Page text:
I’ve been so excited about Wendy’s book and all that that means for her that it’s blinded me to the reality of my own feelings about the void she left in all our lives.  Much to my own surprise (and dismay), the reception Wendy received from both Michael and myself at her triumphant homecoming was downright chilly.  And the bizarre notion of Wendy being a visitor in Neverland just brings out in stark relief how off kilter everything’s been in her absence.  I’d hoped her return would bring us all closer together, but instead some things have come to light that threaten to drive a wedge between lifelong friends.

Now, change isn’t always a bad thing.  I recently wrote an editorial about how Neverland’s own Jas Hook pulled himself up by his bootstraps and improved almost every aspect of his life.  Though, in his case, he did have to move away and leave everything he knew behind in order to do so.  And, to be clear, I don’t in any way begrudge Wendy her desire to forge her own destiny; she’s amazing, and I’m truly thrilled that the world at large is starting to see that.  I just hope that Michael, Father and I factor somewhere into that success.  And that our family and our friendships can stay the course in these stormy waters.

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Posted in Editorials
Posted on July 16, 2015

The Importance of Being George

In honor of Father’s Day this year, I thought it was long since time I wrote a piece on the man responsible for bringing you the Kensington Chronicle 7 days a week 52 weeks a year, my father and our editor in chief, George Darling. And how, if not for a chance meeting more than 30 years ago at the Neverland Train Station, I wouldn’t even be here.

As you can no doubt imagine, it takes a certain kind of person to run a newspaper day in and day out. George Darling is driven, organized, and knows how and when to delegate. But believe it or not, my father was not always the taskmaster he is today. Though George is loath to admit it himself, my grandfather, David Darling, has imparted to me on more than one occasion that in his formative years, my father was relatively aimless. David Darling saw his son’s potential, but feared that George was in danger of squandering it. George, for his part, wanted the freedom to make his own choices, and in those days, being groomed to take over the family business was the furthest thing from what he wanted.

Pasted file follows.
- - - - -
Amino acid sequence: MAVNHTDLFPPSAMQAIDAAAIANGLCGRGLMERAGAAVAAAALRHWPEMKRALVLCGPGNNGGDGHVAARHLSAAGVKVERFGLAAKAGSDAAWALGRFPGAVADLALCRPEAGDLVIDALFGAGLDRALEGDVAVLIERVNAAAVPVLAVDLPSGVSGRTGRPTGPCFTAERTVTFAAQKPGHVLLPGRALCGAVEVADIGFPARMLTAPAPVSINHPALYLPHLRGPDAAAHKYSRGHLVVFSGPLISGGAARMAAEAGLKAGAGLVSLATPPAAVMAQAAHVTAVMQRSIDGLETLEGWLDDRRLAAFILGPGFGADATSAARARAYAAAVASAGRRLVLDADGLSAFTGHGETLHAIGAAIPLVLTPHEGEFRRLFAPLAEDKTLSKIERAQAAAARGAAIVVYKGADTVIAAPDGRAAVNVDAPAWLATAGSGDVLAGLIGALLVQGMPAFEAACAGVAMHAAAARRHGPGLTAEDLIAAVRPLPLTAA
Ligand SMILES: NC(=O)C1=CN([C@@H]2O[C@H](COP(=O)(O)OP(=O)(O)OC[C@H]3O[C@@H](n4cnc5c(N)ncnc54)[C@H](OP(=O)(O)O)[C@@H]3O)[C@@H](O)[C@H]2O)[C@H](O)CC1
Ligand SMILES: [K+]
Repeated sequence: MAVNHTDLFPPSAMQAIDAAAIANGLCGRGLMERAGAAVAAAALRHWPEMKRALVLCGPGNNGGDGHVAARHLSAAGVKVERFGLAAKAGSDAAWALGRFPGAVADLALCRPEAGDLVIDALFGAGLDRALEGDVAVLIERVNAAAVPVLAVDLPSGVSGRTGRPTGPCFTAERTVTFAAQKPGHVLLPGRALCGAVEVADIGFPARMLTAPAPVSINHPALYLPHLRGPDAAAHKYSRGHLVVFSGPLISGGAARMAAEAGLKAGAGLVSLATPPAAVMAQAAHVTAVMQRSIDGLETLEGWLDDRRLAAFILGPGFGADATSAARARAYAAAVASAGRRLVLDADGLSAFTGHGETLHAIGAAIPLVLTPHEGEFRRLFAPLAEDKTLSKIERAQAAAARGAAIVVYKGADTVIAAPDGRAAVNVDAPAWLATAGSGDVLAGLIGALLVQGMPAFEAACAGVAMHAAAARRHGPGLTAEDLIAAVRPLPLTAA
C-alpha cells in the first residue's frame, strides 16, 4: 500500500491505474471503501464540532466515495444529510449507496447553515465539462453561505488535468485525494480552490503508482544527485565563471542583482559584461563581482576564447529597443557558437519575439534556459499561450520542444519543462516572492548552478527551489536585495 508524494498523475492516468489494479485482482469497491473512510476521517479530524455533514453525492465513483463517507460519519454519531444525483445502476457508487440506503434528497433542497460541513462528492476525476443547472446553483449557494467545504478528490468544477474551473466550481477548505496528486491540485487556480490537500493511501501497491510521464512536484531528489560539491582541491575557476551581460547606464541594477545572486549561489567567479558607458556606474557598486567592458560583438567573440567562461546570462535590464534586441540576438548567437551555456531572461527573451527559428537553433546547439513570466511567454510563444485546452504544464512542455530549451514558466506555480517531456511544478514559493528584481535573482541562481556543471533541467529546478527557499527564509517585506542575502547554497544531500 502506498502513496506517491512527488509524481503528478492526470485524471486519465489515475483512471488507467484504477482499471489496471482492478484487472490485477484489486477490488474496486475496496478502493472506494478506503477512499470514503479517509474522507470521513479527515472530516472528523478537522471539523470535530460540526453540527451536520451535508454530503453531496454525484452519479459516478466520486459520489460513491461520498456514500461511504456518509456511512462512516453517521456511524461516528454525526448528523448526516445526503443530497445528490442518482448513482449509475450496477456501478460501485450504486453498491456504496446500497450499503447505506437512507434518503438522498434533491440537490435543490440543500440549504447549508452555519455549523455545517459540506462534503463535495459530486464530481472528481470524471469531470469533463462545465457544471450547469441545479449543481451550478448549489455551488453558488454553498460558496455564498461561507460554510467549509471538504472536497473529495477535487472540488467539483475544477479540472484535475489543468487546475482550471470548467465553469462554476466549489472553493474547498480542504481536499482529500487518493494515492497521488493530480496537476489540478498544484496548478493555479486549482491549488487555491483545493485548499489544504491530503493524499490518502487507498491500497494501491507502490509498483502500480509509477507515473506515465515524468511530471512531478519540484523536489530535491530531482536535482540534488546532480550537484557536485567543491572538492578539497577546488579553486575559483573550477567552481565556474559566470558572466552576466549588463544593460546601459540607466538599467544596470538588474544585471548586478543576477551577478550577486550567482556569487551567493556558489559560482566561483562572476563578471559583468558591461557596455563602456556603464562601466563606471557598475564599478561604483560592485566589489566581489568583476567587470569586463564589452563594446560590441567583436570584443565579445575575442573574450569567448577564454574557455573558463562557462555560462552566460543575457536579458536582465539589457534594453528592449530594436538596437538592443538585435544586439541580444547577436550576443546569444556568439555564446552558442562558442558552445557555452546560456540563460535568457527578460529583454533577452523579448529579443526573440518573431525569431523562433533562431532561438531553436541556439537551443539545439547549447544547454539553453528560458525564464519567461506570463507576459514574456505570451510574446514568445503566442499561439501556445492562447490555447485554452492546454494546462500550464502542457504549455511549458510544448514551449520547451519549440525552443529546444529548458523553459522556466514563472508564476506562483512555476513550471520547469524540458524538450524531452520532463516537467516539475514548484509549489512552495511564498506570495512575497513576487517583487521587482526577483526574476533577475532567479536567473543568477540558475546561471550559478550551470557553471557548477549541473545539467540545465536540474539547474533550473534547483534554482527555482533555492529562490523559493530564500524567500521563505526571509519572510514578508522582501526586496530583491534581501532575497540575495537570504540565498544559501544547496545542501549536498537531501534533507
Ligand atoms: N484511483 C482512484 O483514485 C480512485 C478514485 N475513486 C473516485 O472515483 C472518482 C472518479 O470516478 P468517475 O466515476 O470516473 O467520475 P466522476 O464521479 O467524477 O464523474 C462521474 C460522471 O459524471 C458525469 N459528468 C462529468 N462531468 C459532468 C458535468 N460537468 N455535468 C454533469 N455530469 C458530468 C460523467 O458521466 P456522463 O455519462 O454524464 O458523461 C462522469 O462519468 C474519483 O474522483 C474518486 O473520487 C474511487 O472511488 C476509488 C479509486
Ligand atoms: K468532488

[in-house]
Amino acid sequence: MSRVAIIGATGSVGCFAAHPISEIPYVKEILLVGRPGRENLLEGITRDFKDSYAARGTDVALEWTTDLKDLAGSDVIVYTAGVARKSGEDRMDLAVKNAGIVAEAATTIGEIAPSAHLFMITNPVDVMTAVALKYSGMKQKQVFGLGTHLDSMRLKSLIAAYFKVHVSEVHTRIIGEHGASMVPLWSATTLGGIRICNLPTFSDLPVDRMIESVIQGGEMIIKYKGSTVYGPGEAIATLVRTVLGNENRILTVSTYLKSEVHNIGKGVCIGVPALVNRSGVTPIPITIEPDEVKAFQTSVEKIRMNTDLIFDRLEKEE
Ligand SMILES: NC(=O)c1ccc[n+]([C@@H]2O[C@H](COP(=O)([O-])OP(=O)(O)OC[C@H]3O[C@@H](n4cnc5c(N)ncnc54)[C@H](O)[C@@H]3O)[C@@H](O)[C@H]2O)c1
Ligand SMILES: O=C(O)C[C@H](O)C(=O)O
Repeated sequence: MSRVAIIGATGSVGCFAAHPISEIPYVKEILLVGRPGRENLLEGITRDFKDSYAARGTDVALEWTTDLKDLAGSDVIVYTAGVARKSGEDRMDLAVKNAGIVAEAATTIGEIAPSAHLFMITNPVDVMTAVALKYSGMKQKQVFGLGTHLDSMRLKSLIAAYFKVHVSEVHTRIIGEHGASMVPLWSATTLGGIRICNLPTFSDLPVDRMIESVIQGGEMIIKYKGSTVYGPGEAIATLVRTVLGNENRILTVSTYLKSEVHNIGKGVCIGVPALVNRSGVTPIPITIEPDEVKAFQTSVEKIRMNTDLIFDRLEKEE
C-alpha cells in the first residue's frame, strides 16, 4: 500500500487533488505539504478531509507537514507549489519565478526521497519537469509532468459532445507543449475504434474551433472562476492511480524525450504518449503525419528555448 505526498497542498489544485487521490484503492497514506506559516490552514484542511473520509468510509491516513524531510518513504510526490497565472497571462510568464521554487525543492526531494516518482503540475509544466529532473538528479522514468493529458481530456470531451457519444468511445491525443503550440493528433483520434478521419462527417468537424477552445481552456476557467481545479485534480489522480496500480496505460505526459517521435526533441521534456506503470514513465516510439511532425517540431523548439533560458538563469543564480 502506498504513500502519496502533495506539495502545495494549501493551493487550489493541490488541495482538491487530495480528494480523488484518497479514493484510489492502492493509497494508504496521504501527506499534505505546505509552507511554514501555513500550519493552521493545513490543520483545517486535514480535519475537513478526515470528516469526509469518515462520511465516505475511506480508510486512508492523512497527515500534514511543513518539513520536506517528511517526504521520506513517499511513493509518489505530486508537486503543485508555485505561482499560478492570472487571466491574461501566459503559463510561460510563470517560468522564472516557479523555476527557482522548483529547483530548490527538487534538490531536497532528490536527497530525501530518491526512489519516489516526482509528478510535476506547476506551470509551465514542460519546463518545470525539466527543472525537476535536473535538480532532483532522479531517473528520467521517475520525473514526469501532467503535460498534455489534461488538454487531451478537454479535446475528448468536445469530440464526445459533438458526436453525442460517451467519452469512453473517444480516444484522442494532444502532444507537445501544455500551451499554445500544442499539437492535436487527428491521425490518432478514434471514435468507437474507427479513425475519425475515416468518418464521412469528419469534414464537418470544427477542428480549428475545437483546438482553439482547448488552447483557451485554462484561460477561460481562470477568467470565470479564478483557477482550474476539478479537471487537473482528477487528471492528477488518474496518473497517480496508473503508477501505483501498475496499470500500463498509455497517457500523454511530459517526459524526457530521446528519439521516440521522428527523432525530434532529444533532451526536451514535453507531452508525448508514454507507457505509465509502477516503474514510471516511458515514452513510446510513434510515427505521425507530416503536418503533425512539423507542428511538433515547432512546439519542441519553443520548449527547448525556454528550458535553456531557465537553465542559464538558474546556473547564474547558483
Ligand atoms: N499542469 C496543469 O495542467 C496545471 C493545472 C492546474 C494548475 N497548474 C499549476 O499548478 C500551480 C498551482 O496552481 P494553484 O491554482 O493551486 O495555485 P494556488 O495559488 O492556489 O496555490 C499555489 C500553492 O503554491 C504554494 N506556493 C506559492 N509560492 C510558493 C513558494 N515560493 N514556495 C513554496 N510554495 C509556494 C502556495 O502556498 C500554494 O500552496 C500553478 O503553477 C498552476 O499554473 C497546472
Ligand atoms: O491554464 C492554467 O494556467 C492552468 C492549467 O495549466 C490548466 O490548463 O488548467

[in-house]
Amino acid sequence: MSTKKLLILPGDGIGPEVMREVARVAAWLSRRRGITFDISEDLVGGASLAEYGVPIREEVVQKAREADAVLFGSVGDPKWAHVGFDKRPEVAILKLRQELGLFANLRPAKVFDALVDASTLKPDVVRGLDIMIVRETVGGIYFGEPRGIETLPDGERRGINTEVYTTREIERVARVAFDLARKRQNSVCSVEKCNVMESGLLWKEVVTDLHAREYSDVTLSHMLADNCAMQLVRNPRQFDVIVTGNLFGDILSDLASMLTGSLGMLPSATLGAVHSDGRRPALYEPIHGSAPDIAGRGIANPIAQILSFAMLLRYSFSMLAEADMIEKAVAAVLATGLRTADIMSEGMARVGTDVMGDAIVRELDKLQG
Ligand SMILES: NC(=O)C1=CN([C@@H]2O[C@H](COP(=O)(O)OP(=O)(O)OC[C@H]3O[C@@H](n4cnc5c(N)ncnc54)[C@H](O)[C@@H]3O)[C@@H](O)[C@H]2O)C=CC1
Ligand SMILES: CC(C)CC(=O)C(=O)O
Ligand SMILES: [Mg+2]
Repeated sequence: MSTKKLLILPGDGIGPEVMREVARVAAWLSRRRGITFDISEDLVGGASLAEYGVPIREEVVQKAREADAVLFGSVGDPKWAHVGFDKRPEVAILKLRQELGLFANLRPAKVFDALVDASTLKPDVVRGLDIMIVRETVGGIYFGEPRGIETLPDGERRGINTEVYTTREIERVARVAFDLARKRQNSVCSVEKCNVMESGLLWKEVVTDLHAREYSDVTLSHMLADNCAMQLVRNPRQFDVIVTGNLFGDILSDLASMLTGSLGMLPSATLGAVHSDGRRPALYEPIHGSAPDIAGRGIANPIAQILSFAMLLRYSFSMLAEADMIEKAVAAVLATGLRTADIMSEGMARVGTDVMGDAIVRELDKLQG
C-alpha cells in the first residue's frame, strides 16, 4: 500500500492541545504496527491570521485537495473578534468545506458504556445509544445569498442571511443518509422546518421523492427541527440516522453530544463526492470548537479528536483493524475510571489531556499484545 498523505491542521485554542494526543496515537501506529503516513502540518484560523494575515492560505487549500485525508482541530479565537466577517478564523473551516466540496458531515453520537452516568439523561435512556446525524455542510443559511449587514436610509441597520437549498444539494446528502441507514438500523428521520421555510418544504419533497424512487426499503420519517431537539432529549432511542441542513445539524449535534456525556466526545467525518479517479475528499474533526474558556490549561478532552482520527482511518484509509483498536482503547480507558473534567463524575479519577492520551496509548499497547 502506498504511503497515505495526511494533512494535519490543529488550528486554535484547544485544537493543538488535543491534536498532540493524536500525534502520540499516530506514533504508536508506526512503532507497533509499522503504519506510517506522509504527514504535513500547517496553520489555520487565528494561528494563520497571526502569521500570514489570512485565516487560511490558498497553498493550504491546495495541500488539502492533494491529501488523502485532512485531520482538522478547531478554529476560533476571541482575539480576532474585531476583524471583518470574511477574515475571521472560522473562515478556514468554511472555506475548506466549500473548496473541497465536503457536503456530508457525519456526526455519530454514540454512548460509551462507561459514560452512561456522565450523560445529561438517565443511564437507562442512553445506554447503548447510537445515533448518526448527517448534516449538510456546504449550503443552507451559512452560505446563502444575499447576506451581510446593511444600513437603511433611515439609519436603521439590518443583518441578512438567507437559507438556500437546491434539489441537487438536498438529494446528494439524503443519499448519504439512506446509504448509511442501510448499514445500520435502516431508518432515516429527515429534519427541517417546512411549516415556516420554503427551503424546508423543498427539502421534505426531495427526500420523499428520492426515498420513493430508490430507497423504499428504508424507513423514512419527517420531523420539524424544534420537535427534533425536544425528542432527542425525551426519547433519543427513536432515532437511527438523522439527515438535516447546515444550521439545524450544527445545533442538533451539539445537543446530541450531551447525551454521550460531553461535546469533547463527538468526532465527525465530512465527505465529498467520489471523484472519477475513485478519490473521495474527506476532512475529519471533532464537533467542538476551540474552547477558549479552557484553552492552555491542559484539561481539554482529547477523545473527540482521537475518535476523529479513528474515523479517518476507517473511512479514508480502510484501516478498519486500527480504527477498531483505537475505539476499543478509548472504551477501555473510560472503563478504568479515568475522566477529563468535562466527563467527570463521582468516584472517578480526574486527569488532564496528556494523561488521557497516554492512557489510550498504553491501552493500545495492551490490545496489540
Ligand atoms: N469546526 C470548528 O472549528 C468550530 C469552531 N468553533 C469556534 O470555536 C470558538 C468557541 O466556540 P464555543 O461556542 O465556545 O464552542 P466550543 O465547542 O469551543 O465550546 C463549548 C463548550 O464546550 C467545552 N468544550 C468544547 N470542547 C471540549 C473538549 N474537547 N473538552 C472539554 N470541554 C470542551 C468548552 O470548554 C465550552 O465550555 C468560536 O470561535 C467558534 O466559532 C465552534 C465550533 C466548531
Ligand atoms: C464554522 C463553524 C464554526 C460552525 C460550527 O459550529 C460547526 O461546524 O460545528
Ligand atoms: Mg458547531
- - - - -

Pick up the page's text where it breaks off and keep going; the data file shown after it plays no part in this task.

David Darling was ultimately able to impress upon his son the importance of getting a college education, and George begrudgingly enrolled at Neverland University, from which he emerged four years later with a degree in English and Journalism. But this was far from the last time George and his father would engage in a heated debate about the direction of his life. Not long after graduating, George and David would have the most contentious fight of this kind to date. At an impasse, a furious George stormed off, intent on fleeing Neverland for parts unknown. But fate had other plans.

It just so happened that the woman working the ticket counter at the Neverland Train Station that fateful day was one Mary Davies. To hear my father tell it, once he locked eyes with Mary for the first time, the rest of the world faded away. She was the most beautiful creature George had ever laid eyes on, and from that moment forward, he never thought about leaving Neverland again.

For much of my life, I’ve harbored the belief that romantic entanglements are a distraction, at best. But in recent months, I’ve begun to revise that opinion. I’ve seen evidence of how the right pairing can create a union that is far greater than the sum of its parts. And this was absolutely the case with George and Mary Darling in the early years of their courtship. Now, starting a family was at the forefront of George’s mind, and he decided to put his journalism degree to good use. Much to David Darling’s relief, his son finally agreed to follow in his footsteps, and Grandfather could rest assured that the dynasty of Darlings at the helm of the Kensington Chronicle would continue, unabated.

And, of course, for my money, the most important result of the union of George and Mary Darling is their three children, myself and my siblings. I, personally, have been a newspaperman from the womb, and the paper will be in good hands when my father does decide to retire. So we at the Chronicle wish George Darling, and all of you other fathers out there, a very happy Father’s Day. We owe all of you a debt we can never possibly repay.

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Posted in Editorials
Posted on June 22, 2015

Pinning Me Down

This week, if you fine readers would indulge me, I thought I’d highlight each of the categories on my personal Pinterest page, in an effort to help all of you get to know me a little better.

BROLLIOLOGY

I am a firm believer that umbrellas need not be saved up for a rainy day!

GRABATOLOGY

“A well-tied tie is the first serious step in life.” – Oscar Wilde

OFFICE FURNITURE

Your office should be your home away from home: Furnish accordingly.

ORGANIZATION

A well-ordered room begets a well-ordered mind.

HOME DÉCOR